Last month one of our farmers in Edmonton, Canada began experimenting with low-cost nano and microbubble generators.
Nano and microbubbles are something that I have researched and watched since I was in my undergraduate. Their small stature and powerful punch have drawn in much research to further explore both the creation and function of these napoleon-esque gas bubbles.

Why Nano and microbubbles?
The small size of these bubbles causes them to be negatively buoyant which allows them to stay in solution until they are used or mechanical disrupted. Staying in solution longer means that we don’t have to waste so much air.
Due to changes in electrons the bubbles can become negatively charged in combination with its oxidizing capacity, allowing for a unique combination of providing ample oxygen while not oxidizing minerals beneficial to plant growth.

In the past 3-5 years, the technology available for these generators has evolved significantly and it appears as good results have come from both the hydroponic industry and the aquaculture industry separately. Moleaer is one manufacturer that I have gone to for larger-scale operations, though as of the writing of this the economics seemed not to make sense in operations less than 10,000 sq.ft.
Recently I was re-introduced to one new product called Oxydosers which was introduced to me by Bradley Taylor at Family Farms aquaponic Farm in Flordia. These are lost costs, devices that use a venturi effect and sheer force to shred bubbles into micro and nanobubble sizes. The catch is that they do require a lot of pressure to function in the optimal capacity.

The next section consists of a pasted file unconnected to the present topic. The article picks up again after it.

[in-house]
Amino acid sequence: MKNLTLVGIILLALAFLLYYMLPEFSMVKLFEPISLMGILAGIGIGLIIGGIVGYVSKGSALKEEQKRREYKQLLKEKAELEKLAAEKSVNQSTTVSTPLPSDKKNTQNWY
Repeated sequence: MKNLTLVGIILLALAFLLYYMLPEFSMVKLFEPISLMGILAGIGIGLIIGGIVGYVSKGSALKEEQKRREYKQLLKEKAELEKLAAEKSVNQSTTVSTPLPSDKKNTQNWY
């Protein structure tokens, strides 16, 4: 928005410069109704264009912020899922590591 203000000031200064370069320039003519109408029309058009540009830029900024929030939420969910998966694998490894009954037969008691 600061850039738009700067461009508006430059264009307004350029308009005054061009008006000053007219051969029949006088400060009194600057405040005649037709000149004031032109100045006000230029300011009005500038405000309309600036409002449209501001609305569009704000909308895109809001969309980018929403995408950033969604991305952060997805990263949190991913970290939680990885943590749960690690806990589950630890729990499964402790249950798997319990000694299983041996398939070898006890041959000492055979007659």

Preliminary cost estimates make it an attractive option and while we don’t have definitive results yet, we are hoping to eliminate the use of air stones to increase crop growth.
Initial results show that the device is excellent at creating highly oxygenated water, however, upon initial testing, there were some problems we ran into which we unrelated to the device that impacted plant growth and made our first trial results unusable. In the coming months we will continue experimenting.

Stay tuned in the future to see how our next trial does. Encouraging results from our friends at Family Farms aquaponic farm in Florida have us hopeful!

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